Welcome to our weekly Move of the Week series. Every Monday, we’ll be sharing with you one of our favourite exercises – how to do them, what muscles they work and why they should be a regular part of your workout regime. This week: seated banded rows.
Strengthening the back of the body is a brilliant way to counteract the rounded posture we spend most of our time in, whether we’re at our desk, in the car or scrolling on our phones. That requires pulling motions, engaging the back muscles by dragging weight towards us.
Whether you’re at the gym or at home, you can’t go wrong with a row. This banded seated variation is perfect for beginners and advanced strength trainers alike.
What is a banded seated row?
A classic row is one of the best upper-body strengthening moves. The banded seated variation makes it even easier to build muscle and strength. The move is great because…
- It’s a compound exercise: it works multiple muscle groups at the same time, including your back, shoulders and biceps.
- It improves posture: it strengthens the back muscles to stop you from hunching.
- It’s a transferable skill: once you’ve nailed this move, you’ll be comfortable moving on to dumbbell, cable or barbell rows.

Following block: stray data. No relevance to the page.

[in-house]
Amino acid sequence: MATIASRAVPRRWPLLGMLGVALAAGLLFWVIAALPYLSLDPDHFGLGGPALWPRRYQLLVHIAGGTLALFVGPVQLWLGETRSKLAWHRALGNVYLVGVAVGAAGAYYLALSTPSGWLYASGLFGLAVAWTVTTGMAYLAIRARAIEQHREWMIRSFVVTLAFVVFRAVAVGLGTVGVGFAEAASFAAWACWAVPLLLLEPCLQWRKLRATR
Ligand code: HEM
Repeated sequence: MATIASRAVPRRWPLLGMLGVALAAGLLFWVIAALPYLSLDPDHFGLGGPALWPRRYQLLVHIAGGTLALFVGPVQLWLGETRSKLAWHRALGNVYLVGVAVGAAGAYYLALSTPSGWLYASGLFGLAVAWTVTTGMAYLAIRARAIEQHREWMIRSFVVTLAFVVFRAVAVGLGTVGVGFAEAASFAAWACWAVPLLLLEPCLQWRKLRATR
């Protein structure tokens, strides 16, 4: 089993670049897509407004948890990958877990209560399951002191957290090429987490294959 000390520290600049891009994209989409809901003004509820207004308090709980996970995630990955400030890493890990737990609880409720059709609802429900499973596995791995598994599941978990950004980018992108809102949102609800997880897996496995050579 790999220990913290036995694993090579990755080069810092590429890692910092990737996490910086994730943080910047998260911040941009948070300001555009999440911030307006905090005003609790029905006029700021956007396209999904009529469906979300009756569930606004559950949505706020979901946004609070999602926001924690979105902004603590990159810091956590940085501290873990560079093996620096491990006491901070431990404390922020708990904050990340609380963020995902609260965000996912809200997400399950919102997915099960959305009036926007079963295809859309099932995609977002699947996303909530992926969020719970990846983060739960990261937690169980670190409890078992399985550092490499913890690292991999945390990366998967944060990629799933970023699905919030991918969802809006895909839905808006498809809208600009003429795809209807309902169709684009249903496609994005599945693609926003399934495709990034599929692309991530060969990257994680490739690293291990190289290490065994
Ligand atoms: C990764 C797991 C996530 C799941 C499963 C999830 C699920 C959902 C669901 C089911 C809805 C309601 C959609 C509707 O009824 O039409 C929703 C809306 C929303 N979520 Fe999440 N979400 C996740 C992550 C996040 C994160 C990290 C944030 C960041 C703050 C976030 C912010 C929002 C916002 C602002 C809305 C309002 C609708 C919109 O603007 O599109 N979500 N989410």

- It requires minimal kit: just grab the band and go.
What MUSCLES DO banded seated rows work?
A banded seated row will work into all the muscles in the back of your upper body, including:
- Rear delts (the back of your shoulders)
- Rhomboids (between the shoulder blades)
- Biceps (front of upper arm)
- Lats (side of the back)
HOW TO DO A banded seated row
- Sit on the floor with your legs extended in front of you.
- Take a long resistance band around the balls of your feet and hold onto one end in each hand.
- Roll your shoulders back and down, brace your core straighten your back.
- Row your arms back, pulling the resistance band towards your belly button. Keeping your elbows bent at around 90° and keep them close so they shave the side of your body.
- Hold for one second, then slowly release the arms back to the starting point.
Keen to improve your form? Check out our How To library to see exactly how the experts do over 100 of the most common strength training exercises.
Chloe Gray is the senior writer for stylist.co.uk's fitness brand Strong Women. When she's not writing or lifting weights, she's most likely found practicing handstands, sipping a gin and tonic or eating peanut butter straight out of the jar (not all at the same time).